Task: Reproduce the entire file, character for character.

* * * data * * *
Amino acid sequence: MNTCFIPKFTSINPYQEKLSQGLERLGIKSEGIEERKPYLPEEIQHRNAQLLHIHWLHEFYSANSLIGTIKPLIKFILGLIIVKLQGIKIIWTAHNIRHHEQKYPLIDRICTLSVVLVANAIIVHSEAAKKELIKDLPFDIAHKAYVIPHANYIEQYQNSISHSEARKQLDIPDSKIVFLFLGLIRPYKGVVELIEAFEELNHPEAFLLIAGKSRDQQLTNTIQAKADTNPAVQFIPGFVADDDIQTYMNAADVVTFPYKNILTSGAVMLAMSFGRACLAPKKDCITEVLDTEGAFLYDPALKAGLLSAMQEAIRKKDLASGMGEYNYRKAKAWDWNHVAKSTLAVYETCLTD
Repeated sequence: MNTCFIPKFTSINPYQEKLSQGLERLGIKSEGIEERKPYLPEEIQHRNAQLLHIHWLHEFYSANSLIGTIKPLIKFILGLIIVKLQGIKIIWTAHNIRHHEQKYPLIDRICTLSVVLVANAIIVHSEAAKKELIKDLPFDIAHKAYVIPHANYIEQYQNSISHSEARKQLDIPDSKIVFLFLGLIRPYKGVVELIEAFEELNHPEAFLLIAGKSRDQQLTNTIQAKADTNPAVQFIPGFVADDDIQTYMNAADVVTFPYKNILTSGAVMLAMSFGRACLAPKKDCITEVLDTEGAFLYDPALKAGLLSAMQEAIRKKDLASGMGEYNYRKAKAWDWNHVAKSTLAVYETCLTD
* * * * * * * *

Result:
Amino acid sequence: MNTCFIPKFTSINPYQEKLSQGLERLGIKSEGIEERKPYLPEEIQHRNAQLLHIHWLHEFYSANSLIGTIKPLIKFILGLIIVKLQGIKIIWTAHNIRHHEQKYPLIDRICTLSVVLVANAIIVHSEAAKKELIKDLPFDIAHKAYVIPHANYIEQYQNSISHSEARKQLDIPDSKIVFLFLGLIRPYKGVVELIEAFEELNHPEAFLLIAGKSRDQQLTNTIQAKADTNPAVQFIPGFVADDDIQTYMNAADVVTFPYKNILTSGAVMLAMSFGRACLAPKKDCITEVLDTEGAFLYDPALKAGLLSAMQEAIRKKDLASGMGEYNYRKAKAWDWNHVAKSTLAVYETCLTD
Repeated sequence: MNTCFIPKFTSINPYQEKLSQGLERLGIKSEGIEERKPYLPEEIQHRNAQLLHIHWLHEFYSANSLIGTIKPLIKFILGLIIVKLQGIKIIWTAHNIRHHEQKYPLIDRICTLSVVLVANAIIVHSEAAKKELIKDLPFDIAHKAYVIPHANYIEQYQNSISHSEARKQLDIPDSKIVFLFLGLIRPYKGVVELIEAFEELNHPEAFLLIAGKSRDQQLTNTIQAKADTNPAVQFIPGFVADDDIQTYMNAADVVTFPYKNILTSGAVMLAMSFGRACLAPKKDCITEVLDTEGAFLYDPALKAGLLSAMQEAIRKKDLASGMGEYNYRKAKAWDWNHVAKSTLAVYETCLTD